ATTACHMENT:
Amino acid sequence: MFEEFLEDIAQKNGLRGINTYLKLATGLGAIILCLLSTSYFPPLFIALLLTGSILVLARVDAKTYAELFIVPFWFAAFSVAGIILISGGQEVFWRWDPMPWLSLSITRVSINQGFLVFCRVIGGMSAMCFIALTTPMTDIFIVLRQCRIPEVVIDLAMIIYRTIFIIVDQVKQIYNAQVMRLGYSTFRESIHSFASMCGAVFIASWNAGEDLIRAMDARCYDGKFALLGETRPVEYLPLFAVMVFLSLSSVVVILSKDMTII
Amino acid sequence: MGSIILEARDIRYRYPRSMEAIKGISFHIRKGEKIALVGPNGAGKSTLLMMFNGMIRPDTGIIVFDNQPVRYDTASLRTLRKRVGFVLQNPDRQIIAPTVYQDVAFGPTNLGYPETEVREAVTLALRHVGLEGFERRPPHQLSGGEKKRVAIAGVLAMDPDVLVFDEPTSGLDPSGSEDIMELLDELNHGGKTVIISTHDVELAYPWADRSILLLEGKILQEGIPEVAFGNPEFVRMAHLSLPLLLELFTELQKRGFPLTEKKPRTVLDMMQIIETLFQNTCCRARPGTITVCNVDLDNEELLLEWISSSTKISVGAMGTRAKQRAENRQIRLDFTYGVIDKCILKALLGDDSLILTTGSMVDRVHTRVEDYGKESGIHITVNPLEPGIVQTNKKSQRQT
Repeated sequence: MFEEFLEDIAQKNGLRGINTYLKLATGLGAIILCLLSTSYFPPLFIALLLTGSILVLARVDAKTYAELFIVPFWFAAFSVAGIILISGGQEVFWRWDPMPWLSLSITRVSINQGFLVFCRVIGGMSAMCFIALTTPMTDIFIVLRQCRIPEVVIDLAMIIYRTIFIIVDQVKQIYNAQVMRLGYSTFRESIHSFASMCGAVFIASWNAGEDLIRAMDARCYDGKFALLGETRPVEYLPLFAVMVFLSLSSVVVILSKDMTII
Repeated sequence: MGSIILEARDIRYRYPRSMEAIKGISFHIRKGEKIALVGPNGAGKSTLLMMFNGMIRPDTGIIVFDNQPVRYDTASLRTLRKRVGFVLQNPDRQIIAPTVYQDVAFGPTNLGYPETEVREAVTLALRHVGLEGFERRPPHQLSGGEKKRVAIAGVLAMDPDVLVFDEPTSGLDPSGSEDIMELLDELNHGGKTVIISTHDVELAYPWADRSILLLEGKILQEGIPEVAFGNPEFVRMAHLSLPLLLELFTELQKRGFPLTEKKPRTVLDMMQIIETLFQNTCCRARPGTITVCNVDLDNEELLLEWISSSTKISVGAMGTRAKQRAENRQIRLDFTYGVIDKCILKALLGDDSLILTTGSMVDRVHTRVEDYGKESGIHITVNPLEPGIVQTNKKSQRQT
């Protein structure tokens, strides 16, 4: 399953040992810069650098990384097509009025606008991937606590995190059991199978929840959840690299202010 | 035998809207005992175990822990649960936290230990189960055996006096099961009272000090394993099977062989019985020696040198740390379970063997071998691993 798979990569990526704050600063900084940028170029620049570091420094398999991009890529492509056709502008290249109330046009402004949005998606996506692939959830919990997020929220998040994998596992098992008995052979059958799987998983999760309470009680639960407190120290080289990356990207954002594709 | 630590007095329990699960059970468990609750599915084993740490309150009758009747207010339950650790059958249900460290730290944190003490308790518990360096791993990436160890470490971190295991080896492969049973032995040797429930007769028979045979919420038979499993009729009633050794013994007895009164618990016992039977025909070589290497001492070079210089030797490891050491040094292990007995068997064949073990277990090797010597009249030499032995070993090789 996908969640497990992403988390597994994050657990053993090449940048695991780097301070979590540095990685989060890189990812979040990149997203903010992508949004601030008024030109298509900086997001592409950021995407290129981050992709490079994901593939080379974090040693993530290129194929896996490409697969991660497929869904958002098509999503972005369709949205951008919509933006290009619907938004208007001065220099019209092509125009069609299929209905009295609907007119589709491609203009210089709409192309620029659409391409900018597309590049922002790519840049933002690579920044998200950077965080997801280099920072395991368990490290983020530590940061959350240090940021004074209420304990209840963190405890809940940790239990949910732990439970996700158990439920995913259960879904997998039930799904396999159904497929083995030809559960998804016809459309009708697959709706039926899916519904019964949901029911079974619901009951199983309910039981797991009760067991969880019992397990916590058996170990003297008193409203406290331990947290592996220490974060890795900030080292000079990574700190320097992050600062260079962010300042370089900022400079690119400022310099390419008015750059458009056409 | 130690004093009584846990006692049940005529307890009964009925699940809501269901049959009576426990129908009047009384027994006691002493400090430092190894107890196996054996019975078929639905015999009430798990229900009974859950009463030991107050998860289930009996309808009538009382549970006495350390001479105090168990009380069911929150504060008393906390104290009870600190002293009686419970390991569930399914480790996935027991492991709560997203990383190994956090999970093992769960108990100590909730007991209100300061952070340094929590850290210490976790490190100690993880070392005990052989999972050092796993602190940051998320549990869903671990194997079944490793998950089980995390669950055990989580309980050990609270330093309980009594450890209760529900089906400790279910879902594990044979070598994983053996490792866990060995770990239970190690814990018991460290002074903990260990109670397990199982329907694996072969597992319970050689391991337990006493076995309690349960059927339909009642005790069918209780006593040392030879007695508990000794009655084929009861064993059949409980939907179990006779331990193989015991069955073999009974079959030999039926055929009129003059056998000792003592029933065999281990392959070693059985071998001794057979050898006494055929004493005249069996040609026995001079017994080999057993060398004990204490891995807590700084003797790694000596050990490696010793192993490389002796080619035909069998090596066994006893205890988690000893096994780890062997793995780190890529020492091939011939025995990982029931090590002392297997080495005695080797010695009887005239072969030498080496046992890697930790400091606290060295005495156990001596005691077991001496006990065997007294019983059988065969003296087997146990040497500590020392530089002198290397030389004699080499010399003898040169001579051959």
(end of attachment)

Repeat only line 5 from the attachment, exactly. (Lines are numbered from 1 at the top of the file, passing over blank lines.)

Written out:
């Protein structure tokens, strides 16, 4: 399953040992810069650098990384097509009025606008991937606590995190059991199978929840959840690299202010 | 035998809207005992175990822990649960936290230990189960055996006096099961009272000090394993099977062989019985020696040198740390379970063997071998691993 798979990569990526704050600063900084940028170029620049570091420094398999991009890529492509056709502008290249109330046009402004949005998606996506692939959830919990997020929220998040994998596992098992008995052979059958799987998983999760309470009680639960407190120290080289990356990207954002594709 | 630590007095329990699960059970468990609750599915084993740490309150009758009747207010339950650790059958249900460290730290944190003490308790518990360096791993990436160890470490971190295991080896492969049973032995040797429930007769028979045979919420038979499993009729009633050794013994007895009164618990016992039977025909070589290497001492070079210089030797490891050491040094292990007995068997064949073990277990090797010597009249030499032995070993090789 996908969640497990992403988390597994994050657990053993090449940048695991780097301070979590540095990685989060890189990812979040990149997203903010992508949004601030008024030109298509900086997001592409950021995407290129981050992709490079994901593939080379974090040693993530290129194929896996490409697969991660497929869904958002098509999503972005369709949205951008919509933006290009619907938004208007001065220099019209092509125009069609299929209905009295609907007119589709491609203009210089709409192309620029659409391409900018597309590049922002790519840049933002690579920044998200950077965080997801280099920072395991368990490290983020530590940061959350240090940021004074209420304990209840963190405890809940940790239990949910732990439970996700158990439920995913259960879904997998039930799904396999159904497929083995030809559960998804016809459309009708697959709706039926899916519904019964949901029911079974619901009951199983309910039981797991009760067991969880019992397990916590058996170990003297008193409203406290331990947290592996220490974060890795900030080292000079990574700190320097992050600062260079962010300042370089900022400079690119400022310099390419008015750059458009056409 | 130690004093009584846990006692049940005529307890009964009925699940809501269901049959009576426990129908009047009384027994006691002493400090430092190894107890196996054996019975078929639905015999009430798990229900009974859950009463030991107050998860289930009996309808009538009382549970006495350390001479105090168990009380069911929150504060008393906390104290009870600190002293009686419970390991569930399914480790996935027991492991709560997203990383190994956090999970093992769960108990100590909730007991209100300061952070340094929590850290210490976790490190100690993880070392005990052989999972050092796993602190940051998320549990869903671990194997079944490793998950089980995390669950055990989580309980050990609270330093309980009594450890209760529900089906400790279910879902594990044979070598994983053996490792866990060995770990239970190690814990018991460290002074903990260990109670397990199982329907694996072969597992319970050689391991337990006493076995309690349960059927339909009642005790069918209780006593040392030879007695508990000794009655084929009861064993059949409980939907179990006779331990193989015991069955073999009974079959030999039926055929009129003059056998000792003592029933065999281990392959070693059985071998001794057979050898006494055929004493005249069996040609026995001079017994080999057993060398004990204490891995807590700084003797790694000596050990490696010793192993490389002796080619035909069998090596066994006893205890988690000893096994780890062997793995780190890529020492091939011939025995990982029931090590002392297997080495005695080797010695009887005239072969030498080496046992890697930790400091606290060295005495156990001596005691077991001496006990065997007294019983059988065969003296087997146990040497500590020392530089002198290397030389004699080499010399003898040169001579051959």